PhD Seminar: High-Frame-Rate Ultrasound Imaging Innovations for Complex Flow QuantificationExport this event to calendar

Monday, November 23, 2020 — 2:00 PM EST

Candidate: Hassan Nahas

Title: High-Frame-Rate Ultrasound Imaging Innovations for Complex Flow Quantification

Date: November 23, 2020

Time: 2:00 PM

Place: REMOTE ATTENDANCE

Supervisor(s): Yu, Alfred

 

Abstract:

Blood flow dynamics carry an immense amount of diagnostic information and are the basis of many of the biomarkers used in diagnosing and assessing cardiovascular diseases. For example, blood flow reaches high speeds and complexity in the vessels affected by vascular disease, therefore detecting and quantifying high-speed and complex flow is necessary for characterization and diagnosis. Currently, ultrasound is our best tool for noninvasively visualizing blood flow in vivo as alternative modalities such as Magnetic Resonance Imaging suffer from limited temporal resolution and high operational costs. Nonetheless, conventional ultrasound cannot capture all the details of cardiovascular flow, especially the multi-directional high-speed dynamics that occur in pathology. Past efforts that attempted to overcome the limitations in conventional ultrasound imaging using advanced techniques are not robust enough for quantitative analysis. They suffer from significant biases and imprecision, particularly in conditions with complex flow such as vascular disease. This makes any quantitative analysis unreliable and limits the clinical value of these techniques. Furthermore, these advances have come at a significant cost in processing time, preventing their application on-site. On the other hand, the ideal imaging modality is a realtime point-of-care solution. To meet this need, I will devise a novel bed-side imaging framework suited for visualizing and quantifying the high-speed multidirectional flow in vivo, particularly as they emerge in conditions of vascular stenosis for large arteries. I hypothesize that this can be realized using next-generation ultrasound flow imaging techniques augmented with three new innovations: (1) Deep learning to identify errors that corrupt flow estimation using ultrasound; (2) Robust signal processing to correct these errors and derive flow velocity in complex scenarios; (3) Parallel computing to achieve real-time processing for the entire framework on the bedside. Throughout the proposed timeline, validation of the developed vector flow estimation techniques will be performed using in vitro flow models with controllable flow dynamics, as well as an in vivo scenarios. The advancements made in the proposed research towards robust vector flow estimation will ensure the reliability of the quantitative biomarkers generated for assessing cardiovascular disease and predicting clinical outcomes. Through this work, I will also advance the role of machine learning in signal processing for ultrasound imaging, which is currently the subject of great interest in the community. Moreover, the proposed research will contribute significantly to the translation of advanced ultrasound imaging technologies to the clinic, as a bed-side high-speed vector flow estimator has yet to be realized. With such as tool in place, research and clinical care of cardiovascular health should become more comprehensive and efficient.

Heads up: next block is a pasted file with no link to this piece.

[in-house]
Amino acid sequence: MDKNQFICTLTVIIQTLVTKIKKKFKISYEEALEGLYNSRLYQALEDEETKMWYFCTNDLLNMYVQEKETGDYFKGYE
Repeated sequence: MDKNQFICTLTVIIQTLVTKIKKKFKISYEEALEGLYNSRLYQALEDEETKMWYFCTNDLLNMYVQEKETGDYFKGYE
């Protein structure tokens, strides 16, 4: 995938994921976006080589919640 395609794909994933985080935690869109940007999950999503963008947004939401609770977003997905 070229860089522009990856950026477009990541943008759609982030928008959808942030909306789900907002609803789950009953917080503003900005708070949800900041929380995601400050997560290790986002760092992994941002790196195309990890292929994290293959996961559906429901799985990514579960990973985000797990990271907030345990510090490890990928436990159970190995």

Location 
REMOTE PARTICIPATION


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